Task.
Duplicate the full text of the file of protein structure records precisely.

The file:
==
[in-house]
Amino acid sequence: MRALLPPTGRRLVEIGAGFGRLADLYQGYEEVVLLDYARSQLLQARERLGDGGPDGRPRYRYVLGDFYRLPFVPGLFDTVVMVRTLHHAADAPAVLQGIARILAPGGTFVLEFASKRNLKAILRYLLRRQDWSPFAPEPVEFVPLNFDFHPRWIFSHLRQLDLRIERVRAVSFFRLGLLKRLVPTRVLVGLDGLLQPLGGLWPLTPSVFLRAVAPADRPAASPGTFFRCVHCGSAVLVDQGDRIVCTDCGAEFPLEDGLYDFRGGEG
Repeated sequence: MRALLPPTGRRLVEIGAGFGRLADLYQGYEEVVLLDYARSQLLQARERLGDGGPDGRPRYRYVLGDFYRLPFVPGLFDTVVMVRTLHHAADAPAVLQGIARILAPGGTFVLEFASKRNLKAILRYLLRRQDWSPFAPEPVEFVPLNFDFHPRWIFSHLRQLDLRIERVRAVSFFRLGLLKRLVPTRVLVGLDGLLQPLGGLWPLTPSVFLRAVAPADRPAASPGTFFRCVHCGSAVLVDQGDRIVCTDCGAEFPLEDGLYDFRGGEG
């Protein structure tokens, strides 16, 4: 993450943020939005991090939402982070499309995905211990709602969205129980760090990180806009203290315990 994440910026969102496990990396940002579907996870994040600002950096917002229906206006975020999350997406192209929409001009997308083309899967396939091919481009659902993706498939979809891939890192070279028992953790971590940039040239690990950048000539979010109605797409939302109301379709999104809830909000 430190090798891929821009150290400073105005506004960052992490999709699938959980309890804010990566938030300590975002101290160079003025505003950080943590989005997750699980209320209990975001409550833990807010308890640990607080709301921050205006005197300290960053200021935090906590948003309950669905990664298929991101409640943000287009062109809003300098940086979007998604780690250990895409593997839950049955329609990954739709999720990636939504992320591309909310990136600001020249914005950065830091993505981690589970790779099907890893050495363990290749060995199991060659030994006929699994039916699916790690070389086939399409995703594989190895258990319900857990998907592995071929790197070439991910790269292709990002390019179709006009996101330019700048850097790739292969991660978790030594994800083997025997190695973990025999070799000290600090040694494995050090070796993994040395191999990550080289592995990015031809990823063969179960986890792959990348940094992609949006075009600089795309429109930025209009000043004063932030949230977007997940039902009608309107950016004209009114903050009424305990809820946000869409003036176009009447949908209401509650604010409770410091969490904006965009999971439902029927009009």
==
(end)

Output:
[in-house]
Amino acid sequence: MRALLPPTGRRLVEIGAGFGRLADLYQGYEEVVLLDYARSQLLQARERLGDGGPDGRPRYRYVLGDFYRLPFVPGLFDTVVMVRTLHHAADAPAVLQGIARILAPGGTFVLEFASKRNLKAILRYLLRRQDWSPFAPEPVEFVPLNFDFHPRWIFSHLRQLDLRIERVRAVSFFRLGLLKRLVPTRVLVGLDGLLQPLGGLWPLTPSVFLRAVAPADRPAASPGTFFRCVHCGSAVLVDQGDRIVCTDCGAEFPLEDGLYDFRGGEG
Repeated sequence: MRALLPPTGRRLVEIGAGFGRLADLYQGYEEVVLLDYARSQLLQARERLGDGGPDGRPRYRYVLGDFYRLPFVPGLFDTVVMVRTLHHAADAPAVLQGIARILAPGGTFVLEFASKRNLKAILRYLLRRQDWSPFAPEPVEFVPLNFDFHPRWIFSHLRQLDLRIERVRAVSFFRLGLLKRLVPTRVLVGLDGLLQPLGGLWPLTPSVFLRAVAPADRPAASPGTFFRCVHCGSAVLVDQGDRIVCTDCGAEFPLEDGLYDFRGGEG
């Protein structure tokens, strides 16, 4: 993450943020939005991090939402982070499309995905211990709602969205129980760090990180806009203290315990 994440910026969102496990990396940002579907996870994040600002950096917002229906206006975020999350997406192209929409001009997308083309899967396939091919481009659902993706498939979809891939890192070279028992953790971590940039040239690990950048000539979010109605797409939302109301379709999104809830909000 430190090798891929821009150290400073105005506004960052992490999709699938959980309890804010990566938030300590975002101290160079003025505003950080943590989005997750699980209320209990975001409550833990807010308890640990607080709301921050205006005197300290960053200021935090906590948003309950669905990664298929991101409640943000287009062109809003300098940086979007998604780690250990895409593997839950049955329609990954739709999720990636939504992320591309909310990136600001020249914005950065830091993505981690589970790779099907890893050495363990290749060995199991060659030994006929699994039916699916790690070389086939399409995703594989190895258990319900857990998907592995071929790197070439991910790269292709990002390019179709006009996101330019700048850097790739292969991660978790030594994800083997025997190695973990025999070799000290600090040694494995050090070796993994040395191999990550080289592995990015031809990823063969179960986890792959990348940094992609949006075009600089795309429109930025209009000043004063932030949230977007997940039902009608309107950016004209009114903050009424305990809820946000869409003036176009009447949908209401509650604010409770410091969490904006965009999971439902029927009009």